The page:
Americans themselves had no desire to be drawn into the war, although the country quickly divided into camps supporting the two sides in the battle. Those supporting England, France, Belgium, and Russia (the Allies) only slightly outnumbered the huge German-American population that put its moral weight behind Germany, Austro-Hungary, and a few other central European nations (the Central Powers).

Traditional American foreign policy there, essentially none of our business, root for the side that you like, and do business with all comers. Book notices and she’s right, the Allies bought an awful lot more stuff than the Germans and bought a lot of it on borrowed American money. It got to the point that the Allies losing would likely have caused a depression in the US. (So did the Allies winning eventually, in 1921, but Coolidge’s policies were so good, that it was a blip, except, maybe for farmers.)

That more than anything else is what forced America into the war, it was decidedly in the American interest for Britain and France to win. It’s not unique in American history, either, the British blockade of Napoleonic France is one of the causes of the War of 1812. In both cases, there were other reasons as well, but these stand out. Don’t forget, we had a little quasi-war with France earlier, again cause by interference in trade. For that matter, if Lincoln hadn’t had a cool head on his shoulders, things like the CSS Alabama could have drawn Britain into the Civil War.

But Wilson wasn’t about to go to war for American trade. Wilson was a lot of things, almost none of them good.

Faced with an unspeakable reason for entering the war, Wilson instead came up with a high-flown moral doctrine justifying America’s entry into the war. And so the Wilson doctrine was born (emphasis mine):

We are glad, now that we see the facts with no veil of false pretence about them, to fight thus for the ultimate peace of the world and for the liberation of its peoples, the German peoples included: for the rights of nations great and small and the privilege of men everywhere to choose their way of life and of obedience. The world must be made safe for democracy. Its peace must be planted upon the tested foundations of political liberty. We have no selfish ends to serve. We desire no conquest, no dominion. We seek no indemnities for ourselves, no material compensation for the sacrifices we shall freely make. We are but one of the champions of the rights of mankind. We shall be satisfied when those rights have been made as secure as the faith and the freedom of nations can make them.

Which is essentially lovely…bullshit. We went into the Great War for perfectly good reasons, but England wasn’t all that much more democratic than Imperial Germany. It became so, of course, but much of that was the result of the war.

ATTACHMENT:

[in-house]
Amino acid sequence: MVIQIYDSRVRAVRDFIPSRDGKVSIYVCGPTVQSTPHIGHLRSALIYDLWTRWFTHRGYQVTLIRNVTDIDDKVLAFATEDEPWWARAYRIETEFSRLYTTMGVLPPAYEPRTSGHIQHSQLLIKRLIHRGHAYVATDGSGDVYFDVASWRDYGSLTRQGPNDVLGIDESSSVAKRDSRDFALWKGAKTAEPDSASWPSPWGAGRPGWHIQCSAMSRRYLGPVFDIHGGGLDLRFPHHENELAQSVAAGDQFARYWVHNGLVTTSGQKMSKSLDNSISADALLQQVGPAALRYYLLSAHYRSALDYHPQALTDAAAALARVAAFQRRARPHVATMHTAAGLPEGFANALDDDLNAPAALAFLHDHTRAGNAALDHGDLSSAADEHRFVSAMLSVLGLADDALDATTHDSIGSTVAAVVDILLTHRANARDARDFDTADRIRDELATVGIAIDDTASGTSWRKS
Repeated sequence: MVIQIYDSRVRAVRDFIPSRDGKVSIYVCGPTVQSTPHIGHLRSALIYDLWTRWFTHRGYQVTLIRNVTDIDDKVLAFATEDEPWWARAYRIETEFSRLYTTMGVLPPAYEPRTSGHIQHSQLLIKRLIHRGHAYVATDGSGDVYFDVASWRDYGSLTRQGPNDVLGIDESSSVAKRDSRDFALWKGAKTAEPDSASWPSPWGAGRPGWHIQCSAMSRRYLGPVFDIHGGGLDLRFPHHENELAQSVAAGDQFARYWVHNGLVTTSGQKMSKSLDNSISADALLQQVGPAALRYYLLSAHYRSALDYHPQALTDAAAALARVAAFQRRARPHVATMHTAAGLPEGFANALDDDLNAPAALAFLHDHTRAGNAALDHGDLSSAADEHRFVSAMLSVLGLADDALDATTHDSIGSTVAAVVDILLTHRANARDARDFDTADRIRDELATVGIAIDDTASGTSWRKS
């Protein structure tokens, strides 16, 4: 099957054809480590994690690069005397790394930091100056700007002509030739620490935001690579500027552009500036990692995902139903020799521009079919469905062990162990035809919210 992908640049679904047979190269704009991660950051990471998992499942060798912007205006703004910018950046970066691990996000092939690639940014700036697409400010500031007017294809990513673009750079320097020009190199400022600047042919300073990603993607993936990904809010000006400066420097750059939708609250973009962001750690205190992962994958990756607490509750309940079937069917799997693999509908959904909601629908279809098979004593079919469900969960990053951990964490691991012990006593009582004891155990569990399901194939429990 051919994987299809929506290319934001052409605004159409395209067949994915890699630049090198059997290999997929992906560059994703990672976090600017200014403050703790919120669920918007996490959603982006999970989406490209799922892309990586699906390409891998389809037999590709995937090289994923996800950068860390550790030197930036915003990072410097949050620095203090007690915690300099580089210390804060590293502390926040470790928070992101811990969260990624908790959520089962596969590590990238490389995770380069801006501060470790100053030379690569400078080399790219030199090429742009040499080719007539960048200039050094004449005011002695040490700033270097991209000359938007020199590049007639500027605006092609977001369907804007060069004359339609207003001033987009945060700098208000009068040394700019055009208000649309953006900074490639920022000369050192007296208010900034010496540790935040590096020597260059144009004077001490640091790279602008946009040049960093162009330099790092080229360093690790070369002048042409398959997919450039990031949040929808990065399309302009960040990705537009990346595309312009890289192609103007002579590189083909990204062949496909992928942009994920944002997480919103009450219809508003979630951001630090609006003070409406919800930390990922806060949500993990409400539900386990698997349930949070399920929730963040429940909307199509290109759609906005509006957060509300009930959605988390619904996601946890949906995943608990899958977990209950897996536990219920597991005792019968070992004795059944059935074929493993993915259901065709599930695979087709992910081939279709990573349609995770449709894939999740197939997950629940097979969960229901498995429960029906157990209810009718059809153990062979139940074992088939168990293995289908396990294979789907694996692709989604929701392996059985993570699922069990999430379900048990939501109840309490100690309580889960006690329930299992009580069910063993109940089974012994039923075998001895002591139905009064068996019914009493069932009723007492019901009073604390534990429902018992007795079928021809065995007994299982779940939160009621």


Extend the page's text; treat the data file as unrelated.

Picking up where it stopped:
Biggest trouble was that Wilson believed it, and because he did, he got shunted aside at the peace conference after the armistice, and very little of his program happened, and what did, was the parts that would lead to trouble, like the Balkans.

And as Book says, almost every war we’ve stumbled into in the last century, except World War II, has been because we have believed this myth, that we were fighting to make ‘the world safe for democracy’. And World War II, itself, was likely caused because of the vindictive treaty that ended the Great War, where Wilson was shunted to the side, even if he was the representative of the most powerful country there. It’s been true, all the way to Iraq II.

Obama held a different belief, almost a mirror image. As near as I can tell he saw his mission to make the world safe from America. He’s a true believer in the revisionist school, that the US (and the UK) have never done anything that was good for anybody but themselves. Well, we’ve disproved that plenty, but that is what they’re still teaching in the schools.

But what is Trump’s principle? I think it’s the traditional 19th-century American foreign policy, updated for the times. He’s not likely to go about regime-changing without really good cause, nor does he believe, I suspect, in the stupid ‘Pottery Barn Rule’. No more Iraqs are likely.

But he’s not afraid to use the military, as we saw in Syria when somebody does something that threatens America. And yes, chemical weapons do threaten America, especially in a country overrun with every sort of Islamic terrorist there is. The same is true for North Korea, threatening to nuke the US, or our allies, is enough to get you in trouble, and Trump doesn’t appear to pull his punches.

The key thing for America, as it is for Britain, as it has been since Good Queen Bess was on the throne, is freedom of the seas. We are trading nations, and these are our highways, and if they keep it up, sooner or later the PRC is going to run afoul of that, but they are smarter than the average bear, so maybe they’ll figure it out. See also my Sea Lines of Communication.